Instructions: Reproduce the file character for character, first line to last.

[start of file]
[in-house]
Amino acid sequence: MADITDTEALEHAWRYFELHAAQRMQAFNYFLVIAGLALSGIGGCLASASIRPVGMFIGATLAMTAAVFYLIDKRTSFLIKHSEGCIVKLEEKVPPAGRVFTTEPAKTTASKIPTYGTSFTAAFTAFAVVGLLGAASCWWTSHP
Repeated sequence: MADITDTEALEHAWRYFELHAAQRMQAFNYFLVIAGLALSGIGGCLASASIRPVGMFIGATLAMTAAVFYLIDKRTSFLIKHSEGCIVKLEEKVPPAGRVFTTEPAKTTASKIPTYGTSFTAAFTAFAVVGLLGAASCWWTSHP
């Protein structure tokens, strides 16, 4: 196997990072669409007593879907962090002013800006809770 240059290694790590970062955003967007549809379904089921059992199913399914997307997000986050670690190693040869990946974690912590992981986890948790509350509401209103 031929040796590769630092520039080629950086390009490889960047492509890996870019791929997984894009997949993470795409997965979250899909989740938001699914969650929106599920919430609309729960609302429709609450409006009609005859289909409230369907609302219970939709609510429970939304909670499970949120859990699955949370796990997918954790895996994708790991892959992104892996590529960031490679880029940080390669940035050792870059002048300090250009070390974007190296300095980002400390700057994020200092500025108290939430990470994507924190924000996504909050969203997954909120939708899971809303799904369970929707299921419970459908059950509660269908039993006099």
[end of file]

[in-house]
Amino acid sequence: MADITDTEALEHAWRYFELHAAQRMQAFNYFLVIAGLALSGIGGCLASASIRPVGMFIGATLAMTAAVFYLIDKRTSFLIKHSEGCIVKLEEKVPPAGRVFTTEPAKTTASKIPTYGTSFTAAFTAFAVVGLLGAASCWWTSHP
Repeated sequence: MADITDTEALEHAWRYFELHAAQRMQAFNYFLVIAGLALSGIGGCLASASIRPVGMFIGATLAMTAAVFYLIDKRTSFLIKHSEGCIVKLEEKVPPAGRVFTTEPAKTTASKIPTYGTSFTAAFTAFAVVGLLGAASCWWTSHP
């Protein structure tokens, strides 16, 4: 196997990072669409007593879907962090002013800006809770 240059290694790590970062955003967007549809379904089921059992199913399914997307997000986050670690190693040869990946974690912590992981986890948790509350509401209103 031929040796590769630092520039080629950086390009490889960047492509890996870019791929997984894009997949993470795409997965979250899909989740938001699914969650929106599920919430609309729960609302429709609450409006009609005859289909409230369907609302219970939709609510429970939304909670499970949120859990699955949370796990997918954790895996994708790991892959992104892996590529960031490679880029940080390669940035050792870059002048300090250009070390974007190296300095980002400390700057994020200092500025108290939430990470994507924190924000996504909050969203997954909120939708899971809303799904369970929707299921419970459908059950509660269908039993006099």